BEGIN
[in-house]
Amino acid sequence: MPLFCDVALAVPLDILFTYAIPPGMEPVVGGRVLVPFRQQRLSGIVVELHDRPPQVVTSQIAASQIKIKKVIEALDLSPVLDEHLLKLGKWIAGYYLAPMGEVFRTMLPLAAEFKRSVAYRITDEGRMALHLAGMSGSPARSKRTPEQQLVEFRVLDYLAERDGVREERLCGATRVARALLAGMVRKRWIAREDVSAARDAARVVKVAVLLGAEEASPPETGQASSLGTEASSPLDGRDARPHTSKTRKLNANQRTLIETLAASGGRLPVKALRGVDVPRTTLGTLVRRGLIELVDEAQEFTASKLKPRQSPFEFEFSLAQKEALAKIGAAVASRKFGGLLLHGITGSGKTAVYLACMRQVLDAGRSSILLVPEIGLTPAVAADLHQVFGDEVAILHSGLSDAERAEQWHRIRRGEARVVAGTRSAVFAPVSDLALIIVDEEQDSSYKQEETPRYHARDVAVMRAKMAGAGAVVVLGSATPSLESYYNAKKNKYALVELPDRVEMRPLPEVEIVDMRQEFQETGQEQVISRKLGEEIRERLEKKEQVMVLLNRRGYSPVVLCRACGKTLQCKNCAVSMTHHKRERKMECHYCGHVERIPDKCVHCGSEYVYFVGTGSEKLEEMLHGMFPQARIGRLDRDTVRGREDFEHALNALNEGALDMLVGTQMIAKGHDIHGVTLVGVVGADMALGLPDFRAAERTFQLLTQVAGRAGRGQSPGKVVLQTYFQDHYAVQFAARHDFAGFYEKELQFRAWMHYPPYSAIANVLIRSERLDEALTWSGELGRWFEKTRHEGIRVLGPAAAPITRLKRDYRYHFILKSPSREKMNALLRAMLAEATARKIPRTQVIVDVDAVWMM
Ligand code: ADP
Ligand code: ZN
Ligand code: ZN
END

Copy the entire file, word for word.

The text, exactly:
[in-house]
Amino acid sequence: MPLFCDVALAVPLDILFTYAIPPGMEPVVGGRVLVPFRQQRLSGIVVELHDRPPQVVTSQIAASQIKIKKVIEALDLSPVLDEHLLKLGKWIAGYYLAPMGEVFRTMLPLAAEFKRSVAYRITDEGRMALHLAGMSGSPARSKRTPEQQLVEFRVLDYLAERDGVREERLCGATRVARALLAGMVRKRWIAREDVSAARDAARVVKVAVLLGAEEASPPETGQASSLGTEASSPLDGRDARPHTSKTRKLNANQRTLIETLAASGGRLPVKALRGVDVPRTTLGTLVRRGLIELVDEAQEFTASKLKPRQSPFEFEFSLAQKEALAKIGAAVASRKFGGLLLHGITGSGKTAVYLACMRQVLDAGRSSILLVPEIGLTPAVAADLHQVFGDEVAILHSGLSDAERAEQWHRIRRGEARVVAGTRSAVFAPVSDLALIIVDEEQDSSYKQEETPRYHARDVAVMRAKMAGAGAVVVLGSATPSLESYYNAKKNKYALVELPDRVEMRPLPEVEIVDMRQEFQETGQEQVISRKLGEEIRERLEKKEQVMVLLNRRGYSPVVLCRACGKTLQCKNCAVSMTHHKRERKMECHYCGHVERIPDKCVHCGSEYVYFVGTGSEKLEEMLHGMFPQARIGRLDRDTVRGREDFEHALNALNEGALDMLVGTQMIAKGHDIHGVTLVGVVGADMALGLPDFRAAERTFQLLTQVAGRAGRGQSPGKVVLQTYFQDHYAVQFAARHDFAGFYEKELQFRAWMHYPPYSAIANVLIRSERLDEALTWSGELGRWFEKTRHEGIRVLGPAAAPITRLKRDYRYHFILKSPSREKMNALLRAMLAEATARKIPRTQVIVDVDAVWMM
Ligand code: ADP
Ligand code: ZN
Ligand code: ZN